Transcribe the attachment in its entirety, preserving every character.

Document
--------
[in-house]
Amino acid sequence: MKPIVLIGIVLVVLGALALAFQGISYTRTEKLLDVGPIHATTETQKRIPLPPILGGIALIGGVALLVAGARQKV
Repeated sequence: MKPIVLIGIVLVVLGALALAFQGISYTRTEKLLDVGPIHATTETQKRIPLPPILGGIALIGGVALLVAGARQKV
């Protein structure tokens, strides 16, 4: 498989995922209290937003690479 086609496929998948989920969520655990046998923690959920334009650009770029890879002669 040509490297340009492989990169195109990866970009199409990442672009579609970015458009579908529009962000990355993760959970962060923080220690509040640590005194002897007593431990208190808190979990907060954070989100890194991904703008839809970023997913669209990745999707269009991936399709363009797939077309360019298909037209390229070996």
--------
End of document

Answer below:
[in-house]
Amino acid sequence: MKPIVLIGIVLVVLGALALAFQGISYTRTEKLLDVGPIHATTETQKRIPLPPILGGIALIGGVALLVAGARQKV
Repeated sequence: MKPIVLIGIVLVVLGALALAFQGISYTRTEKLLDVGPIHATTETQKRIPLPPILGGIALIGGVALLVAGARQKV
């Protein structure tokens, strides 16, 4: 498989995922209290937003690479 086609496929998948989920969520655990046998923690959920334009650009770029890879002669 040509490297340009492989990169195109990866970009199409990442672009579609970015458009579908529009962000990355993760959970962060923080220690509040640590005194002897007593431990208190808190979990907060954070989100890194991904703008839809970023997913669209990745999707269009991936399709363009797939077309360019298909037209390229070996």